I Fly Greyhound
If you’re anything like me, you are a grown man who has spent a lot of time on Greyhound buses and in Greyhound bus stations. In fact, I am writing this from a Greyhound bus en route to Marion, Indiana, which is not terribly far from Wabash, Indiana, where I will be seeing my fifth date in “Weird Al” Yankovic’s current tour. You know what? Still a fan. I was worried I would see one or two shows and be all, “Woo, this dude is just NOT for me” but it turns out I really enjoyed the guy’s music. Who could have guessed?
There are a lot of downsides to using Greyhound. It generally takes far, far longer to travel via bus than airplane, or, really, any form of travel this side of the horse-drawn buggy. And that’s not even including the layover in Indianapolis, which is scheduled to last an unconscionable six hours and fifteen minutes.
I can handle the hours upon hours on a bus. It’s the layovers that kill me, particularly since they always seem to occur in the middle of the night, when normal people are sleeping soundly, not experimenting with how long they can go without sleep before succumbing to madness That’s certainly true of my current trip. We’re scheduled to get to Indianapolis at 4:25 but we will not be leaving until 10:30.
People on airplanes often seem bored. People on Greyhound buses look dispirited, like the very life-force has been sucked out of them. They look beaten down by life. I should know. I’m one of them. I’m one of the bus people.
For you see, while there are all manner of disadvantages to taking buses, there are advantages as well. Price is a big one. It’s way cheaper to take the bus than a plane for obvious reasons.
But it goes beyond that. I have a weird, masochistic attachment to Greyhound buses rooted partially in cost and partially in the strange nature of my life and career. Thanks to You Don’t Know Me But You Don’t Like Me, I will always associate Greyhound with following Phish and Insane Clown Posse and the mind-blowing, revelatory experiences delving deep into these strange, special worlds.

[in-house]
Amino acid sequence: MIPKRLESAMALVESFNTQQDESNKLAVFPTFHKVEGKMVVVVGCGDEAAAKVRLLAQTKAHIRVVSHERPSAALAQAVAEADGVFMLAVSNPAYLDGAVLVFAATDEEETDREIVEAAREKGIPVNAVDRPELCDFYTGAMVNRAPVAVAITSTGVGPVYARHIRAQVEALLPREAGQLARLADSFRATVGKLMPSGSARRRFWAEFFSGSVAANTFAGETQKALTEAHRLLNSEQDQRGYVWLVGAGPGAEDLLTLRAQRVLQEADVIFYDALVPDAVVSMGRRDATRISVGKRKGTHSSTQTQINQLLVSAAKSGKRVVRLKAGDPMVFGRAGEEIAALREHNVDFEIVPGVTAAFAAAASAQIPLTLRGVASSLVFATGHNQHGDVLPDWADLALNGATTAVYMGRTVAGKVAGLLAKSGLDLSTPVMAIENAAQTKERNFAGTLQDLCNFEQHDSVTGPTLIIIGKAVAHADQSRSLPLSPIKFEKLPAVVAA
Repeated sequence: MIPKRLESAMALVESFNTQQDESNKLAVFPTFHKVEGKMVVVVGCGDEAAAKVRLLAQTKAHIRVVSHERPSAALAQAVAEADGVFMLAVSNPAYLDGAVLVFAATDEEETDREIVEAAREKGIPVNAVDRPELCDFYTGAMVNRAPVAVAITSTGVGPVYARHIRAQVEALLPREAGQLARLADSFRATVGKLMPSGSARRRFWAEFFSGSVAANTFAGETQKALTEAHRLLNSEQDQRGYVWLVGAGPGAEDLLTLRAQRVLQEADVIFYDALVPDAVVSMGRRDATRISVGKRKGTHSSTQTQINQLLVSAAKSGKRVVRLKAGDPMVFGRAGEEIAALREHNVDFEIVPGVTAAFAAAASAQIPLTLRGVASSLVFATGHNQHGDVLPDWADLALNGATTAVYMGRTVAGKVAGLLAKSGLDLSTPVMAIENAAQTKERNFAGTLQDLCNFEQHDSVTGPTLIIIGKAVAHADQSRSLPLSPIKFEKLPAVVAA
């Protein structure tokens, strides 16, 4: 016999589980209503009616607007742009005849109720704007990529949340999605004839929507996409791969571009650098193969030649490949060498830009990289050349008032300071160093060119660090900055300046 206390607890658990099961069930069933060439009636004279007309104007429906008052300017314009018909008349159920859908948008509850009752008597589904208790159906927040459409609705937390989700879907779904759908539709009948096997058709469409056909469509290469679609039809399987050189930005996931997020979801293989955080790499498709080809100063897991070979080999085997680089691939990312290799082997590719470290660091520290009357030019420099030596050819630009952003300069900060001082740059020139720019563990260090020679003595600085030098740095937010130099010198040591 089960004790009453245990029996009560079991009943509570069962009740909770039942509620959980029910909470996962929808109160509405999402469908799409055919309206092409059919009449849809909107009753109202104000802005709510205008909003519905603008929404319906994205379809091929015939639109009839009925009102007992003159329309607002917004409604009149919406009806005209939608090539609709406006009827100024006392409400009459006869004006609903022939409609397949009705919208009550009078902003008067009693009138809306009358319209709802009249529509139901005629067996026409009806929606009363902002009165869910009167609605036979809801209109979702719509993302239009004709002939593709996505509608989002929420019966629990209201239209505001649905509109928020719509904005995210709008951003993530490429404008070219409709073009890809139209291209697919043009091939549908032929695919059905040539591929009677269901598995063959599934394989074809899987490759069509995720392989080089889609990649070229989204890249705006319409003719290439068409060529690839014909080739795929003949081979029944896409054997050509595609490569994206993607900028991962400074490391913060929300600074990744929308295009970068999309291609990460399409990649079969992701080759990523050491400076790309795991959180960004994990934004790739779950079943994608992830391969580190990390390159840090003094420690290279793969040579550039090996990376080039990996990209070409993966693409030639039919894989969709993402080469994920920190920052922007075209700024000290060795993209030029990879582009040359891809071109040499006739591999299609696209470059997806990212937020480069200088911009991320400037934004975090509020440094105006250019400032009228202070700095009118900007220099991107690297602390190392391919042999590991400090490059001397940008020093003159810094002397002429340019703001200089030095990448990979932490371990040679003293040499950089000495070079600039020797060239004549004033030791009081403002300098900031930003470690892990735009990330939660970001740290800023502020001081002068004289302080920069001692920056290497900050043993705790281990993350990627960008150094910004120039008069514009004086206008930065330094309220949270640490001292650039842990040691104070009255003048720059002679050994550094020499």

Now, thanks to my experiences following Al on his current tour, I’ll have even more surreal, sublime pop-culture misadventures to associate with Greyhound.
And I’ve gotta say Greyhound has become a lot more rider-friendly since I first started riding it extensively seven years ago. It’s got wi-fi and electrical outlets so it’s even more of a mobile, foul-smelling second office than it was before.
I half-love, half-hate, half-rely upon Greyhound but I would never ask my wife or son to take it even a short trip. One of the overlooked advantages to growing up poor, and also to being a Juggalo, is that you become oddly comfortable with being uncomfortable. Christ, I’m not overjoyed to be spending fifteen hours either on a Greyhound bus or in a station, but I also know that I can handle it, just barely and that my brain will find productive work for me to do, like writing this blog post, rather than going insane.
Greyhound is quite literally my weird, cheap trip. Every time I get onboard for an endless voyage I wonder if it’s my last, and if my days of cut-rate, ramshackle travel are coming to an end. Part of me hopes that’s the case, and that I’ll be moving on up to less depressing, time-intensive forms of transportation in the future but if that is in fact the case, I think I’m going to miss these trips, weirdly enough. Greyhound is not a fun or easy or efficient way to travel long distance but goddamn if it doesn’t have a whole lot of character. It’s a weird way to see our sometimes fine nation and, for the time being at least, I wouldn’t have it any other way.
You know what’s what: you gotta gimme some money, cause I’m a real good writer and I work real hard and I’ve been doing this forever and fuck, you see how rich those assholes on Youtube are. Doesn’t a weird survivor like me deserve to make a fraction of that fortune? Hit me up here, dog: https://www.patreon.com/nathanrabinshappyplace